I can imagine a critic responding:  "but why do all these things to 'develop' compassion?  Why not just go out and be compassionate by giving your time and money to those who need it?"  As Barbara Ehrenreich writes in her important book Bright-Sided, "why not reach out to others in love and solidarity or peer into the natural world for some glimmer of understanding?"

Do Motives Matter?

It seems that, to some personal development critics, being compassionate, kind or generous is simply a matter of taking the right actions.  If you give your time, energy or money to someone, and receive nothing material in exchange, you qualify as a compassionate person.

From this perspective, it doesn't matter whether you actually feel a sense of love or kindness toward the person you're serving.  Perhaps, for instance, you hope to tell others how generous you've been and receive praise.  As long as your actions help someone else, by definition, you're being compassionate.

On the surface, this makes sense.  If I give money to a foundation that helps children with a serious disease, for instance, those children will benefit even if I don't really care about them.  Even if I only want to brag about how giving I am to my friends, or get mentioned as a "platinum-level donor" on the charity's website, I still serve those children with my contribution.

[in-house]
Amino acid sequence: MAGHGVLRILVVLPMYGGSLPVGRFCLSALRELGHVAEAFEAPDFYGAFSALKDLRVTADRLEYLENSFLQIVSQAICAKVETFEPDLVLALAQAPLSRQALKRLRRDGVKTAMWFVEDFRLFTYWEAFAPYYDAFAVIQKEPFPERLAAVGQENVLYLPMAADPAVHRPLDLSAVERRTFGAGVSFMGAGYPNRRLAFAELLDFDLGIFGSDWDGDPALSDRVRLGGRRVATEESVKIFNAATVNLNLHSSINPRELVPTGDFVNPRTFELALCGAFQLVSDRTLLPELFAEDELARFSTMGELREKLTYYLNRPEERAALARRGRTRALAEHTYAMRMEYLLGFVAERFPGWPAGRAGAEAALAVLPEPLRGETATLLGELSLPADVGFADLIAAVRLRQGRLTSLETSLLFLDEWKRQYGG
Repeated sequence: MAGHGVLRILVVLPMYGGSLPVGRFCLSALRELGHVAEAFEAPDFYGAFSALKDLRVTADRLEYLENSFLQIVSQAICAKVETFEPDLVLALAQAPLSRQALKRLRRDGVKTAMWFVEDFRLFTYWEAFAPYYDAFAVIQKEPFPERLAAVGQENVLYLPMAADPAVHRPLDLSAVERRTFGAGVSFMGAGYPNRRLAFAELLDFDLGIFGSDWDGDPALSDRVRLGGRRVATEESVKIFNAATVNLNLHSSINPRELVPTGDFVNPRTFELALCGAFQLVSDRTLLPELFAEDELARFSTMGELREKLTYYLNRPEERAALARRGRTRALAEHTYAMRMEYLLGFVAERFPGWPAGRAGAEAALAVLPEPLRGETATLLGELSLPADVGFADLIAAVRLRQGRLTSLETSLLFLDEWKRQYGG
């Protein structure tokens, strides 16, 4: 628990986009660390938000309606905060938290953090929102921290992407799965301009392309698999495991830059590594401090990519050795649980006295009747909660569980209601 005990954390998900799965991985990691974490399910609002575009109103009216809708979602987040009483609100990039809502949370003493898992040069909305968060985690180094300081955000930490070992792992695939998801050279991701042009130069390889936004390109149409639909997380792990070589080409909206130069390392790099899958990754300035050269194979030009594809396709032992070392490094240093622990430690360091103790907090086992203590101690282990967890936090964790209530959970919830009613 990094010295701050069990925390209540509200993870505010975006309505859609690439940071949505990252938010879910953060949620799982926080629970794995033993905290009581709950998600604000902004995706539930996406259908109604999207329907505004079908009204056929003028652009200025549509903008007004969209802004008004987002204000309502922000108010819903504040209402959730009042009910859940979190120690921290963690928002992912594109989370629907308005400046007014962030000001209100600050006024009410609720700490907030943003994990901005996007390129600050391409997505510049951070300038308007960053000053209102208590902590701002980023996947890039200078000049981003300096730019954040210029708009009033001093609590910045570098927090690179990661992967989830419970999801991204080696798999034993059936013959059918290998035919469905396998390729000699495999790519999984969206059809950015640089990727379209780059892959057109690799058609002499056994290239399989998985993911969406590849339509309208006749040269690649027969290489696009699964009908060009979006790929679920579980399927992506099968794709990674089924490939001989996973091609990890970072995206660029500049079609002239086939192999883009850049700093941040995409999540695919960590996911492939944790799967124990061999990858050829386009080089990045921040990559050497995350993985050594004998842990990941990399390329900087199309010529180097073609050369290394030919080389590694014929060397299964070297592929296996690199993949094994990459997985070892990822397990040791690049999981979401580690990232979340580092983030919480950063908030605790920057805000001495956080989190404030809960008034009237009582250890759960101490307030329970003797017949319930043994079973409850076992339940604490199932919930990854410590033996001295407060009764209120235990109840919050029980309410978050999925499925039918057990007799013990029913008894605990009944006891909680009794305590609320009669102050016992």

False Compassion Creates Suffering

However, this example becomes more troubling when we look at what I'm getting out of my donation.  I'm giving to the charity because I want recognition from others.  But what if I don't get the kind of recognition I want?  What if my friends don't praise me for my generosity, or at least don't praise me as much as I want?

The answer, I suspect, is that I'll feel resentful.  I'll see my friends as insensitive and uncaring, and retaliate against them in overt or covert ways.  So, by helping someone out of a desire for recognition, I actually set myself and others up for suffering.

This problem becomes clearer when we look at acts of false compassion within a family.  In a common scenario, a parent gives a lot of time and energy to their child, in the secret hope that the child will please the parent in return.

If the child doesn't show the kind of appreciation the parent wants, the parent feels resentful, and strikes back at the child through abuse or neglect.  In other words, when a parent serves their child out of a desire for recognition, rather than genuine love, both parent and child are likely in for suffering.

Compassion as a Way of Being

When we help others out of actual feelings of kindness, rather than a desire to prove that we're "good," we don't create this kind of suffering for ourselves and others.  If our actions are solely motivated by a desire to help, it doesn't matter whether the other person falls over themselves to thank us, and we won't resent them if they don't.